IN China, the reformers are being booted out of the Communist Party hierarchy to avoid a dreaded ``split.'' In Hungary, they're being elevated to leadership posts for the same reason. The world Marx built seems, today, more concerned with convolution than revolution. China's aged ruling clique has taken the long-expected step of formally ousting reformist party leader Zhao Ziyang. Anyone associated with Zhao - or who, like Zhao, expressed sympathy for the student protesters - could follow him into political oblivion. These purges have a momentum of their own. By the time the process reaches the local level, party functionaries will likely be settling old scores as much as banishing suspected bourgeois liberals.
The outlook is for an extended period of political instability - brought on by men who above all fear instability. Deng Xiaoping, believing continued party rule depends on absolute unity, did all in his power to achieve it - but instead made China's philosophical rifts all the more obvious.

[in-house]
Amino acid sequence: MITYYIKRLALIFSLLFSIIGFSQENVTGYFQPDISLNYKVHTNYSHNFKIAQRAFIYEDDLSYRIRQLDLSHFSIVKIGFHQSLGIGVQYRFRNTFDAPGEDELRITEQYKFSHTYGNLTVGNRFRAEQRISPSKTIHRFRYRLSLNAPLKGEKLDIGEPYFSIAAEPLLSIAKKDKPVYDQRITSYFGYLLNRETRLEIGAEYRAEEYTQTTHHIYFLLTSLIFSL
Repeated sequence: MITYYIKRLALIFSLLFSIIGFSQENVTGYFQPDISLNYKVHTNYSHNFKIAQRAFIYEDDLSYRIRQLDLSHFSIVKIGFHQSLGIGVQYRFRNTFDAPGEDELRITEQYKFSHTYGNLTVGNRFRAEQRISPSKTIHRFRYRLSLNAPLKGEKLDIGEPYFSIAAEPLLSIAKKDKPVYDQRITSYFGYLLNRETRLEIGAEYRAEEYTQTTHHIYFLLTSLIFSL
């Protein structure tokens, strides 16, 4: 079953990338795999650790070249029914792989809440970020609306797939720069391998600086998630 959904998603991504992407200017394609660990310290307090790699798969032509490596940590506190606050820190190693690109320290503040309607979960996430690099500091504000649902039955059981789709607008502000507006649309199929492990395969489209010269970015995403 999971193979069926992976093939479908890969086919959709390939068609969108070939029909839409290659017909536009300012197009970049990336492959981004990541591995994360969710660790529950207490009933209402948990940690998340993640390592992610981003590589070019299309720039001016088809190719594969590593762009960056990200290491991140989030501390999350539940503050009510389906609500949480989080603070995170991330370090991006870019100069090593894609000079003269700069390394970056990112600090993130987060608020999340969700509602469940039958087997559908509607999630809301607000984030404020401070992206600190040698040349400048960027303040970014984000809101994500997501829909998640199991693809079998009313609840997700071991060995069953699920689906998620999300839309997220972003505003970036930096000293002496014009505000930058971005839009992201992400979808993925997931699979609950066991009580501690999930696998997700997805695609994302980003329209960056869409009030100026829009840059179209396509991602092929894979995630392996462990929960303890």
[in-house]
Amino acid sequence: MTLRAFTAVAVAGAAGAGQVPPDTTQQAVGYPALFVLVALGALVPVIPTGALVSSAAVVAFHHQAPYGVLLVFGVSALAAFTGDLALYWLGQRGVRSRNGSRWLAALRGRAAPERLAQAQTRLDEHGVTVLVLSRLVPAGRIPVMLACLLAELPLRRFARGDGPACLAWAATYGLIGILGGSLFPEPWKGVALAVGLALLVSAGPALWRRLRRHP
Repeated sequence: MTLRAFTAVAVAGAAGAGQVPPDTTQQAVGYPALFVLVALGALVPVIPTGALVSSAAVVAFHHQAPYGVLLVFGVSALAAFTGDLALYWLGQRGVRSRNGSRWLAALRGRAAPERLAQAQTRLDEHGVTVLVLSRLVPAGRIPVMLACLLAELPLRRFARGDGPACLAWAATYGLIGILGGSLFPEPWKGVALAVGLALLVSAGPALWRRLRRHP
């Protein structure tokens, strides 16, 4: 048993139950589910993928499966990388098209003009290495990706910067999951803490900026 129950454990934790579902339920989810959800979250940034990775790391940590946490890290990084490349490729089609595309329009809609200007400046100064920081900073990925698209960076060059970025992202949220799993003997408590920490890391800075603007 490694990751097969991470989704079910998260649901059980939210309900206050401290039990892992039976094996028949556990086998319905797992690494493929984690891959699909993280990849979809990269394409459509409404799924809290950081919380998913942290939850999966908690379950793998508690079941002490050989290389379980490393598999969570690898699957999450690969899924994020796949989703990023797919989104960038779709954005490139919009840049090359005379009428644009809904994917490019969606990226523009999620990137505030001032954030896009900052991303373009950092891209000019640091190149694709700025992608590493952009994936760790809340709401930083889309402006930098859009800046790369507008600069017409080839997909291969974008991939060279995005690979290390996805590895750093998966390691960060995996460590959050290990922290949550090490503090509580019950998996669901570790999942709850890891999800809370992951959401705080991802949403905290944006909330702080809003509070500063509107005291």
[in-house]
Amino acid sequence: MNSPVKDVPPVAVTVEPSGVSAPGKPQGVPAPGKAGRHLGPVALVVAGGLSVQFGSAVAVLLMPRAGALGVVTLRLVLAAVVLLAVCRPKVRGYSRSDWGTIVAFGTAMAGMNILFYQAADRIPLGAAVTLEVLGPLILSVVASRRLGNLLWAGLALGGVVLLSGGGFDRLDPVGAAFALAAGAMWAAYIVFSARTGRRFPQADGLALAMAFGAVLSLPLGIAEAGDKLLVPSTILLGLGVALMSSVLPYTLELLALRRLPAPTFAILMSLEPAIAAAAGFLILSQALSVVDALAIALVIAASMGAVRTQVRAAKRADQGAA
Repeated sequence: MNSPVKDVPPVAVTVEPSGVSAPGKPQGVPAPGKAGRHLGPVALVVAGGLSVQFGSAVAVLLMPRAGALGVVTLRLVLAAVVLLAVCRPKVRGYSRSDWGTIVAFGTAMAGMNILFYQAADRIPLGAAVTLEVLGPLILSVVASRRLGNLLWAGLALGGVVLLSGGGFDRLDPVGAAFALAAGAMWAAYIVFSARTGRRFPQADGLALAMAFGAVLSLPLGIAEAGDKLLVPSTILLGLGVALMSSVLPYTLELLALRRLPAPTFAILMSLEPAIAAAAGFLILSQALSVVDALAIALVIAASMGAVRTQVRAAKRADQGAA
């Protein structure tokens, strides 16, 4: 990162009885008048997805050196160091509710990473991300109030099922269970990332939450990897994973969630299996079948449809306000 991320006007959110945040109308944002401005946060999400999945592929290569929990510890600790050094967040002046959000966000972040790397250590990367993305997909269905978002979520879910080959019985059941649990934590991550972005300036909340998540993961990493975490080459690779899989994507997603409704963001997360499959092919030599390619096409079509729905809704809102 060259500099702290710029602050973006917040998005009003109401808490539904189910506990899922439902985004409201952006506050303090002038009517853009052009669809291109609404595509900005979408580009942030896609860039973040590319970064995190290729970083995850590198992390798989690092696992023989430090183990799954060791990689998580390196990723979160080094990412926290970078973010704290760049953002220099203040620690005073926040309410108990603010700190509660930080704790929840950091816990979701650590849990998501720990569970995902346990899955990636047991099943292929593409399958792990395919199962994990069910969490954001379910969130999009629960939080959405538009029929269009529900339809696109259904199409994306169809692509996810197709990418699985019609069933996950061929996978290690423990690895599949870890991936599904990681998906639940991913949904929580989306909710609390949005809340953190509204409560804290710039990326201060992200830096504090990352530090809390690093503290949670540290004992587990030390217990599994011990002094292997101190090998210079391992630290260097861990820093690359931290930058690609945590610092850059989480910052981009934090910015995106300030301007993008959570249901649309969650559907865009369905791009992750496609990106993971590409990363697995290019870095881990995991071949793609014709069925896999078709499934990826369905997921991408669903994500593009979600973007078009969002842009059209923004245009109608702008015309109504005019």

In Hungary, the leadership has also shifted, making room for a four-man presidium that includes three committed reformers. The fourth man out in this combination is party General Secretary Karoly Grosz, who a little over a year ago replaced longtime leader Janos Kadar. Mr. Grosz was then considered a fresh face, open to reform. He's now considered a stale moderate, lacking in vision.
Men like Imre Pozgay, one of the new top four, have to hold the party together and move it far enough away from the old image of repression and failure to attract popular support. Otherwise Budapest's leaders, like Warsaw's, could face humiliation next year when Hungarians vote in their first multi-party elections since 1947.
For now, China and Hungary are moving in opposite directions. It's far from clear where they'll end up. But Hungary's path offers the possibility, at least, of getting somewhere. China's present ``road to socialism,'' pitted by contradictions, is a sure dead end.